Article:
Figure3-10.Root penetration and joint penetration of welds.
Figure 3-11.Weld reinforcement.
often referred to as the included angle between the
parts to be joined by agroove weld.
The groove radius is the radius used to form the
shape of a J- or U-groove weld joint. It is used only for
special groove joint designs.
The root opening refers to the separation between
the parts to be joined at the root of the joint. It is
sometimes called the root gap.
To determine the bevel angle, groove angle, and root
opening for a joint, you must consider the thickness of
the weld material, the type of joint to be made, and the
welding process to be used. As a general rule, gas
welding requires a larger groove angle than manual
The root opening is usually governed by the diame-
ter of the
filler material. This, in turn, depends on the
of the base metal and the welding position.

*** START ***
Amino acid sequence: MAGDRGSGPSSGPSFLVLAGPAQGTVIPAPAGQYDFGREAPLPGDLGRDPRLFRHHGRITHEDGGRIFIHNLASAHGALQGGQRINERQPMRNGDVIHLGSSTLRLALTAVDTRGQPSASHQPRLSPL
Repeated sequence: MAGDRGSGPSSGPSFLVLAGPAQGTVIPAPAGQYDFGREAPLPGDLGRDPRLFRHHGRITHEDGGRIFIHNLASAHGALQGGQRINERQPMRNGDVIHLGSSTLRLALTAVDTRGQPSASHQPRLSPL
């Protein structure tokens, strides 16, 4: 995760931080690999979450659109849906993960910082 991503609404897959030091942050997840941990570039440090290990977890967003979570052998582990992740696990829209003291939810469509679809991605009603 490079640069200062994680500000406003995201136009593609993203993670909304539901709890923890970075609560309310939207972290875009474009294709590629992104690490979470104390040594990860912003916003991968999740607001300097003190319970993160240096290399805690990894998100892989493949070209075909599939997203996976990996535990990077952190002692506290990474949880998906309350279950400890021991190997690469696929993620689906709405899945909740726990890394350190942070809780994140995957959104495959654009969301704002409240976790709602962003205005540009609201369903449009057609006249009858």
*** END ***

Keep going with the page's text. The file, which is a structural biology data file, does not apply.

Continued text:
Figure 3-12.Simple weld bead.
Having an adequate root opening is essential for root
Root penetration and joint penetration of welds are
shown in figure 3-10. Root penetration refers to the
depth that a weld extends into the root of the joint. Root
penetration is measured on the center line of the root
cross section. Joint penetration refers to the minimum
depth that a groove (or a flange) weld extends from its
face into a joint, exclusive of weld reinforcement. As
you can see in the figure, the terms, root penetration and
joint penetration, often refer to the same dimension.
This is the case in views A, C, and E of the illustration.
View B, however, shows the difference between root
penetration and joint penetration. View D shows joint
penetration only. Weld reinforcement is a term used to
describe weld metal in excess of the metal necessary to
fill a joint. (See fig. 3-11.)